There are all kinds of ideas that, when looked at up close in objective terms, seem to make a lot of sense. Many of these ideas, however, don’t look so good from 10,000 feet. And certainly don’t look good in hindsight.
And yes, this is hindsight. But there is no escaping the fact that, ultimately, Bruce Bochy decided, with two out in the 10th inning last night, to intentionally walk Adam Jones to get to one of the most fearsome hitters in baseball this season. Chris Davis made him pay for that decision.
Bochy began the 10th with lefty Javier Lopez on the hill. Which made sense because because two of the first three Orioles hitters — Nate McLouth and Nick Markakis — are left-handed. Lopez retired both of them. Manny Machado is not left-handed, however, and he doubled in between those outs. That brought Adam Jones — a righty — to the plate with two outs.
Bochy could have had Lopez try to retire Jones, platoon splits be damned. Or he could ave called in Santiago Casilla or Sergio Romo to face Jones. He chose not to do that. Instead he walked Jones to go lefty-on-lefty, Lopez vs. Davis. All Davis did was double to deep center, scoring both Machado and Jones and putting his Giants in a hole out of which they couldn’t climb. It was essentially the ballgame.
Playing the percentages. Playing the platoon splits. That makes sense. Putting a much worse hitter than Chris Davis on base and giving Davis a chance to bat? That really doesn’t. And Bruce Bochy learned that the hard way last night.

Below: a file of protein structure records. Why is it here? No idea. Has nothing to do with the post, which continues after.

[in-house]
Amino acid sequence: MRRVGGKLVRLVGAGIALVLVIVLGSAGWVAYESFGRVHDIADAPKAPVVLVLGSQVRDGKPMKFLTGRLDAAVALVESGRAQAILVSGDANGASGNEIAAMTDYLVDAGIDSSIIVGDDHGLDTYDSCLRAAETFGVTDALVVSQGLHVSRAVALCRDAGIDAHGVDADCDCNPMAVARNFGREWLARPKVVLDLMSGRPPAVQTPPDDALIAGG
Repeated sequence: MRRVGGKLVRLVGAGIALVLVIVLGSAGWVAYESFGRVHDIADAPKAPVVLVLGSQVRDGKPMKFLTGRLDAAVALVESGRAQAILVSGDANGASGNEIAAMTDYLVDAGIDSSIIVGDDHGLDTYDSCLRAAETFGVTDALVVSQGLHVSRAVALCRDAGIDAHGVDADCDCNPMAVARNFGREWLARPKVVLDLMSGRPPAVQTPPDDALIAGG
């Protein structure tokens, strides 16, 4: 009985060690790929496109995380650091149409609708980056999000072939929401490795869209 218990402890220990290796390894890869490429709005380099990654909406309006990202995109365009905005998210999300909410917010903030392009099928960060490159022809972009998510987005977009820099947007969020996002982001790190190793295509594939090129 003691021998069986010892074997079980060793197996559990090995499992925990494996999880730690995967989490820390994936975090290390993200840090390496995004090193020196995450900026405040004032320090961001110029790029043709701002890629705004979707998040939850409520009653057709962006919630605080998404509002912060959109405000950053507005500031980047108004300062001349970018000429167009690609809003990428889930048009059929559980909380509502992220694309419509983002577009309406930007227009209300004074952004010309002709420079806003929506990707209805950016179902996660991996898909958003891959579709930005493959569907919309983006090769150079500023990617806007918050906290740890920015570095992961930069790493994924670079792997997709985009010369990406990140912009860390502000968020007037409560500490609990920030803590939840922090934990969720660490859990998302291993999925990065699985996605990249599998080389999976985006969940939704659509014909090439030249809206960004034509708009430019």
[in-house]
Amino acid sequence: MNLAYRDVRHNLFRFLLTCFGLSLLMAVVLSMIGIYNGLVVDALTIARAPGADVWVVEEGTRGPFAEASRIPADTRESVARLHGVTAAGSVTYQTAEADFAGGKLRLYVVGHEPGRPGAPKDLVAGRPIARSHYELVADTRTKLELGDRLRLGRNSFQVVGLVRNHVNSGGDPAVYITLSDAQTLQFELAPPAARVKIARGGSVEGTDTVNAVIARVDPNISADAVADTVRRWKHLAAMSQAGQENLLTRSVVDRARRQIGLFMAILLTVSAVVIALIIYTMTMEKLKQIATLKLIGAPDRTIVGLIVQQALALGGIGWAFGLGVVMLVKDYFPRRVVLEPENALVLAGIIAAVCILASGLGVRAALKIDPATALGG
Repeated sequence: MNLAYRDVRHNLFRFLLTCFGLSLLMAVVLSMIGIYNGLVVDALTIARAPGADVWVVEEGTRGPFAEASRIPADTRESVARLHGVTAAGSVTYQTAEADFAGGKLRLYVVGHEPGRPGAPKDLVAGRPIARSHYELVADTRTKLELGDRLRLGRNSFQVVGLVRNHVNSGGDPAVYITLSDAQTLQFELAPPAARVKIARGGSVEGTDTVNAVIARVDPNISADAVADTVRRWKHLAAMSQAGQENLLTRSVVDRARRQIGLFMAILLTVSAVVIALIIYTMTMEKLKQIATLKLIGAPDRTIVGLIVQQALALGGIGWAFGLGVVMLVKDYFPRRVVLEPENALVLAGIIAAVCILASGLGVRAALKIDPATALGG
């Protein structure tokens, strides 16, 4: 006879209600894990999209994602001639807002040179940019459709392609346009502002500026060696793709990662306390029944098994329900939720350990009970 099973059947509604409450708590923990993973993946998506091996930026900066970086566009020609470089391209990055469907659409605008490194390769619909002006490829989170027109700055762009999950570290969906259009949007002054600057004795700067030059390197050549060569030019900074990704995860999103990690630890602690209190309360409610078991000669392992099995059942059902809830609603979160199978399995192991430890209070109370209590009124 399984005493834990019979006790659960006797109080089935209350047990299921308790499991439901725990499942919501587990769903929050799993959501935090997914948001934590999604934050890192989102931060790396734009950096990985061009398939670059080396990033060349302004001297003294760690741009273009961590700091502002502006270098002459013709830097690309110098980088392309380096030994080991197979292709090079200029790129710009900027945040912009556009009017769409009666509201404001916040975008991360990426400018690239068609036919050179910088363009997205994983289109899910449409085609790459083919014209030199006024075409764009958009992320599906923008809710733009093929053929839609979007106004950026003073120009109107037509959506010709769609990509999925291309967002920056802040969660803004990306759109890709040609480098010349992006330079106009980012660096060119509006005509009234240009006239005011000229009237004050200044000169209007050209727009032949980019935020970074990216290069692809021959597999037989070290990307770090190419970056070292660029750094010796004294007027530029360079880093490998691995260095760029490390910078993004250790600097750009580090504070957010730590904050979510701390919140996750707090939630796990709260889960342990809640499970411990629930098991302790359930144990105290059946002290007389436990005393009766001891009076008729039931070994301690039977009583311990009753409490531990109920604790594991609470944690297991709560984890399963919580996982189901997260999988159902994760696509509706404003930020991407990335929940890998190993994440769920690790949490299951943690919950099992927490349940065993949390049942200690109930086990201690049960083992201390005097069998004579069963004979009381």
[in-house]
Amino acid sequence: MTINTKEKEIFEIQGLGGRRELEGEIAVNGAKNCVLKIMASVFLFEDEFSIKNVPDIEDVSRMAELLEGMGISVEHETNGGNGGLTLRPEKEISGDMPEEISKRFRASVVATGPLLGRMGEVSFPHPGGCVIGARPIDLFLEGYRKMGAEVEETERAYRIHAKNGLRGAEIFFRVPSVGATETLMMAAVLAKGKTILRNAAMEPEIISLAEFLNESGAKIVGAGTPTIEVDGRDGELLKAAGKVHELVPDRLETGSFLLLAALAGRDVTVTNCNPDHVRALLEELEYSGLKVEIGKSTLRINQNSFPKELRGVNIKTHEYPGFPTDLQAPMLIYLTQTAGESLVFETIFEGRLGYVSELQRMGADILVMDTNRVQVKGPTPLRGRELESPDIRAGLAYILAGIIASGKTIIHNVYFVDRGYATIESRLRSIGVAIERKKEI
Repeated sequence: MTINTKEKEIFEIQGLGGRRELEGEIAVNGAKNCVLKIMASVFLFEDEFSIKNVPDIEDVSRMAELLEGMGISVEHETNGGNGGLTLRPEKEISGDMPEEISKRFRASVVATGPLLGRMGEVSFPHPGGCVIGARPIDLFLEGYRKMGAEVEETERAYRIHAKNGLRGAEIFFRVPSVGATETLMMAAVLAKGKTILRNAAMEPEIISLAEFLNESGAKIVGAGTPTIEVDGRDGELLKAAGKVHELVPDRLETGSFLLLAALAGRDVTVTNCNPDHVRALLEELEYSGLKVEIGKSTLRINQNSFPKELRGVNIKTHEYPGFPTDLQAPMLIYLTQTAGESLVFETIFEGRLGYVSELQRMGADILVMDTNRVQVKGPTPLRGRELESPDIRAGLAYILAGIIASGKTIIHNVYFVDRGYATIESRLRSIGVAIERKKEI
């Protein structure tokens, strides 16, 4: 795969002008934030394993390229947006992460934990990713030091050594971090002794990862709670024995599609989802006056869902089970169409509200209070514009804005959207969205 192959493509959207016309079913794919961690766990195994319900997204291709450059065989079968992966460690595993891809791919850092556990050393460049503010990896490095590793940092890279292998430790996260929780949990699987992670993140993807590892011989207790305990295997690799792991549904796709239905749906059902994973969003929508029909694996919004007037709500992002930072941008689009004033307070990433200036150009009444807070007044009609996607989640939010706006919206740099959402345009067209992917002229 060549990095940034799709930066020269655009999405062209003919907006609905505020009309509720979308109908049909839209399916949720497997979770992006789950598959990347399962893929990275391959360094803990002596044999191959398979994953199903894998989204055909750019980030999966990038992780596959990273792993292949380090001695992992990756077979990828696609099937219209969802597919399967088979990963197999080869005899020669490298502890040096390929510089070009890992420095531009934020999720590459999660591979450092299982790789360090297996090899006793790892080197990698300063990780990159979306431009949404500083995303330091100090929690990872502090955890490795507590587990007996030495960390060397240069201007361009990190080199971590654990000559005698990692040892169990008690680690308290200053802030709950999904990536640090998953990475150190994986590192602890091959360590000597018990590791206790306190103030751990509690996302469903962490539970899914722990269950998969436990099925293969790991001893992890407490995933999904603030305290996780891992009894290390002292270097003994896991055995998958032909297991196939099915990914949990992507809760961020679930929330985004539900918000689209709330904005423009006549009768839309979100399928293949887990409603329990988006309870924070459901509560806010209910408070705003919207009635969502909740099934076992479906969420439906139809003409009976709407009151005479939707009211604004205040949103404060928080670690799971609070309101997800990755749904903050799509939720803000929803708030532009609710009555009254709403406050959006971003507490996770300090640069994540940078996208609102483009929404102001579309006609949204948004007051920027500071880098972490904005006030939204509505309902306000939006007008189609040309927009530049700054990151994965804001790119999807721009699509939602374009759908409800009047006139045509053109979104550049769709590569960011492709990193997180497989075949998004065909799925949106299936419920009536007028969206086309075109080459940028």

With last Wednesday’s start against the Yankees, Mariners hurler Hisashi Iwakuma pushed his 2016 innings total up to 2016. That clears the 162-inning hurdle for his 2017 option to vest at $14 million. However, as Steve Adams of MLB Trade Rumors reports, the language in Iwakuma’s contract also stipulates that the right-hander finish the season without suffering a specific injury.
Iwakuma, 35, was in agreement with the Dodgers on a three-year contract back in December but failed the physical, which nullified the deal. He ended up signing with the Mariners on a one-year, $12 million deal with a full no-trade clause and club options for 2017 and ’18 that vest at specific inning thresholds (162 each or 324 for both seasons).
This season, Iwakuma has stayed healthy, making 26 starts to the tune of a 14-9 record, a 3.81 ERA and a 118/36 K/BB ratio in 163 innings.
Marlins outfielder Ichiro Suzuki deposited a single to left-center field in the fourth inning of Monday night’s game against the Mets, then added a double to center field in the eighth. Those mark hits No. 3,010 and 3,011 for Suzuki in his major league career, tying and then moving past Wade Boggs for sole possession of 27th on baseball’s all-time hits list.
Suzuki would come around to score on a double by Xavier Scruggs to break a scoreless tie in the eighth.
Here’s the video of Ichiro’s first hit.
By the end of the season, Suzuki will have presumably moved ahead of Rafael Palmeiro (26th; 3,020) and Lou Brock (25th; 3,023).
Suzuki was 2-for-4 after the double. With baseball’s fifth month nearly complete, the 42-year-old is currently batting .298/.371/.373.